Several attorneys who have come before Hyslop over the years said they respected Hyslop as fair, even if they didn't always agree with his decisions.

"I never, never saw him lose his temper or raise his voice, when he had more than sufficient provocation to do so," defense attorney Jimmy Brown said. "He's scrupulous at protecting people's rights on the civil and criminal side of the court."

Although the election results shocked and dismayed Hyslop for a couple of weeks, he says he has no regrets about his campaign nor a single case he decided over his tenure on the bench.

"A lot of times, I've ruled in ways I didn't think was the right way to rule personally, but I followed the law," Hyslop said. "What's legal and what's right are not necessarily the same things."

For most of his last month on the job, Hyslop reassumed his quirky, laid-back and even irreverent demeanor in the court room.

"Ahh, the always official, but seldom accurate, Florida driver's record," said Hyslop, acknowledging paperwork inconsistencies during traffic court hearings early in December.

During the hearings, Hyslop squared with people, explaining their charges and advising them what they're up against. He told two child support dodgers they should seek an attorney because they had been jailed longer than the maximum time allowed, 48 hours, without a hearing.

As usual, the tiny courtroom was packed tighter than it ever had been 15 years ago, when Hyslop first started conducting court.

Hyslop was 37 and had been working as a full-time assistant county attorney when he took the job.

While new courtrooms were under construction in the government complex building, Hyslop held court in a dimly lit, plumbing-challenged building across the street.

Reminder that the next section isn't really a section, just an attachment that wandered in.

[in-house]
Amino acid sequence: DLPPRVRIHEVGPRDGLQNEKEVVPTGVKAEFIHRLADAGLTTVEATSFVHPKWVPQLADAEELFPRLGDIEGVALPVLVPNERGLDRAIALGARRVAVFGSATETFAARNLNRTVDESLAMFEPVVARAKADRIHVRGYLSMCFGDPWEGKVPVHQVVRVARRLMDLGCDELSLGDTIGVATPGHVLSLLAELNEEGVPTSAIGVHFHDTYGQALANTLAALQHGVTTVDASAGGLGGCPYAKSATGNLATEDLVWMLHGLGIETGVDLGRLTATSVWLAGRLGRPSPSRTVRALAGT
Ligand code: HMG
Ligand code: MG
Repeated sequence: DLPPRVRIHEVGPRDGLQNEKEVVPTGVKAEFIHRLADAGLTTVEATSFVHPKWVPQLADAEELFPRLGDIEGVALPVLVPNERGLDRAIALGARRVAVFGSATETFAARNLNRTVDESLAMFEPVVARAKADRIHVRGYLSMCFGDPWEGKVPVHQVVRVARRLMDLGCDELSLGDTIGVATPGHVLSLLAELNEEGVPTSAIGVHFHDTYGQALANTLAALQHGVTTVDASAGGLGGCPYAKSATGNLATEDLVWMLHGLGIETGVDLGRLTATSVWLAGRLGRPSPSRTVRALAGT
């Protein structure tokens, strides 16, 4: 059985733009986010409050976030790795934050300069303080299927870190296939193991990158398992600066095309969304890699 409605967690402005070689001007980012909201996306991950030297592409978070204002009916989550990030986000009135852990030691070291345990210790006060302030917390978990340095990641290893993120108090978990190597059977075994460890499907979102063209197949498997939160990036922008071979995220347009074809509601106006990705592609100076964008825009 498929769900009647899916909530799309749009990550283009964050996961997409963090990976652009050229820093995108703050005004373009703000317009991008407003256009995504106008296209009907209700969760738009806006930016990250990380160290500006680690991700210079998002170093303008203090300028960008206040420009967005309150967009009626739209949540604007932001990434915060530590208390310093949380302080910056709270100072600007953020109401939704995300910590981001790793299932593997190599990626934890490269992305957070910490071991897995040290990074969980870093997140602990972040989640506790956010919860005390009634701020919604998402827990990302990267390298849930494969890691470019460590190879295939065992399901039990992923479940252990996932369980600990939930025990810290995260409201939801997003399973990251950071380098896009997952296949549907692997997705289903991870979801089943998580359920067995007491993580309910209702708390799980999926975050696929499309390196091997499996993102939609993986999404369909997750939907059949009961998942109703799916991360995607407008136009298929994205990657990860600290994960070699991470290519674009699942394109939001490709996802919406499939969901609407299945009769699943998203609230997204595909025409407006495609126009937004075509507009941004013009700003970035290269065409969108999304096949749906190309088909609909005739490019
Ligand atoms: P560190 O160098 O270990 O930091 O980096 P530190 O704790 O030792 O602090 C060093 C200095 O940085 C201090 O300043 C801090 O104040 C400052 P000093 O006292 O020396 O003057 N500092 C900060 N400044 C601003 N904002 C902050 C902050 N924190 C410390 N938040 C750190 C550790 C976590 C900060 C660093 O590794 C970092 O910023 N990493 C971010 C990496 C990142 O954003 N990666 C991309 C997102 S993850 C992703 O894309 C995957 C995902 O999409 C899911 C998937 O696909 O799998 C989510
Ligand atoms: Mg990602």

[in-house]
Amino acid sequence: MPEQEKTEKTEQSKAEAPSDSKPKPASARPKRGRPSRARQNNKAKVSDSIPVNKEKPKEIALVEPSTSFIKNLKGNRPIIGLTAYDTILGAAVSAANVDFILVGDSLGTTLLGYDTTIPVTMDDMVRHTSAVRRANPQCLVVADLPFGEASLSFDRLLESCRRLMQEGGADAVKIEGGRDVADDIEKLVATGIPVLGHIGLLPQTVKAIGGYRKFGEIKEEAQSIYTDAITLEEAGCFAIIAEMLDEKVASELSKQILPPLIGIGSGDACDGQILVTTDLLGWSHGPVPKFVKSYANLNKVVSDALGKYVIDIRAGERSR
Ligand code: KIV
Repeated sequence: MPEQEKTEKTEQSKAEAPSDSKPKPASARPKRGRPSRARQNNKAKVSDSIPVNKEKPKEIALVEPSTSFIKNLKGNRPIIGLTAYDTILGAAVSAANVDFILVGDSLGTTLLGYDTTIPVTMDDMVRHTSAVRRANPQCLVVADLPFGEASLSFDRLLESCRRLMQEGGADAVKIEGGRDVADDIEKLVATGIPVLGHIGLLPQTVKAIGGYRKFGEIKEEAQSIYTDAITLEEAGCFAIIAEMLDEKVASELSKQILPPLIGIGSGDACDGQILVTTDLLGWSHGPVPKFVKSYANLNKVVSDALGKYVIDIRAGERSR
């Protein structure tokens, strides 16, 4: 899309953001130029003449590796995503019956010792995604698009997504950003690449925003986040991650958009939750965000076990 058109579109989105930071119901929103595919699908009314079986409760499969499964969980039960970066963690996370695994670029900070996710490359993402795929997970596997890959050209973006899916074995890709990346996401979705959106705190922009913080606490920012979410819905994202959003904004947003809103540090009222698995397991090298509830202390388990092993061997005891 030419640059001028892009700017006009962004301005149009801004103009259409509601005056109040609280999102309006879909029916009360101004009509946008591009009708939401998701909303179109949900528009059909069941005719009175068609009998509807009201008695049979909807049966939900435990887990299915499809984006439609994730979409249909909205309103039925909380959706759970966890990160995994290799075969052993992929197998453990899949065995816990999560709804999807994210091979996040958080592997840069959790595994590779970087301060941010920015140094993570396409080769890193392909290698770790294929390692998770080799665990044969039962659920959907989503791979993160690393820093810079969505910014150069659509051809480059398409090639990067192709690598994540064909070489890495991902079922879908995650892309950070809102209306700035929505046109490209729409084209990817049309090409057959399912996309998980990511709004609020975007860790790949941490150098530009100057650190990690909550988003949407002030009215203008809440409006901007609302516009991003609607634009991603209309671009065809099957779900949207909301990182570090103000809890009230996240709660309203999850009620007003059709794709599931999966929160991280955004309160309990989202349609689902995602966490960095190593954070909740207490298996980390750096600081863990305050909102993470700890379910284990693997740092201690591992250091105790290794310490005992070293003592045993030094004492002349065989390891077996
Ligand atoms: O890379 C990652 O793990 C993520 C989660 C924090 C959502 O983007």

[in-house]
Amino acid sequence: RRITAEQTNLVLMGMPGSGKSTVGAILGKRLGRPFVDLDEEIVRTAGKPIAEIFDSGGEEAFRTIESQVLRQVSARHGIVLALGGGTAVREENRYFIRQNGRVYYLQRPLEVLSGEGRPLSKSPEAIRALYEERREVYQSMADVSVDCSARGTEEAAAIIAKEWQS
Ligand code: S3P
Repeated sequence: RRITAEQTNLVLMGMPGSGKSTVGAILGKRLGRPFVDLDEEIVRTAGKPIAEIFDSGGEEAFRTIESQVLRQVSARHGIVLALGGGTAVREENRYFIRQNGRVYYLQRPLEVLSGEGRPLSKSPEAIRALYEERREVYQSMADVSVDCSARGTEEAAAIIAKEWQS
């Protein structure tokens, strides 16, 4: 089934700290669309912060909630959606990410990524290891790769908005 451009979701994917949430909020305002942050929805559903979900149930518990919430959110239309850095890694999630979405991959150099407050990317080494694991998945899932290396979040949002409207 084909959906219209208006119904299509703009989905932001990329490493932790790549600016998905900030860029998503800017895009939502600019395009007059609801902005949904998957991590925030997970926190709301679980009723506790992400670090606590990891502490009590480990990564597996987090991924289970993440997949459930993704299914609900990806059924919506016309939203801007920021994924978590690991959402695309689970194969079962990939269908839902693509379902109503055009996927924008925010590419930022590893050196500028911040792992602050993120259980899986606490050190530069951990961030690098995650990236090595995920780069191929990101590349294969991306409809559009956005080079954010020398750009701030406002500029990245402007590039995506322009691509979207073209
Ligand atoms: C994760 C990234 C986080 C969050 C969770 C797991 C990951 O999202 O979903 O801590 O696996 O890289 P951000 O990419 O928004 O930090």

A giant brown support pole obscured his view of the courtroom.

"Used to be there was a noticeable drop in cases when people went back North," said Hyslop, who has lived in Florida since 1960 and in Hernando County since 1985.

With the population surge, county court grew incredibly busy over the years, with thousands more traffic citation cases, such as speeding, and hundreds more county code infractions, such as watering lawns illegally.

This year, the Florida Supreme Court agreed Hernando County needs another county court judge and has asked the Legislature to pay for a second position this year in the 2005-06 budget.

Hyslop said he'd consider such an opening if it came available.

Until then, Hyslop has applied for the job of School Board attorney. He said he might consider another political run for another office, but didn't say what political party he would choose. Hyslop has been registered no party for years.

And even though Monday was officially his last day, he has one more judicial duty this month.

He was invited to present a session at an educational conference for county judges. He will talk about how to conduct general first appearance hearings, including those charged with felonies, which he hasn't been allowed to preside over in Hernando County for the past year.

"It is kind of odd," Hyslop said.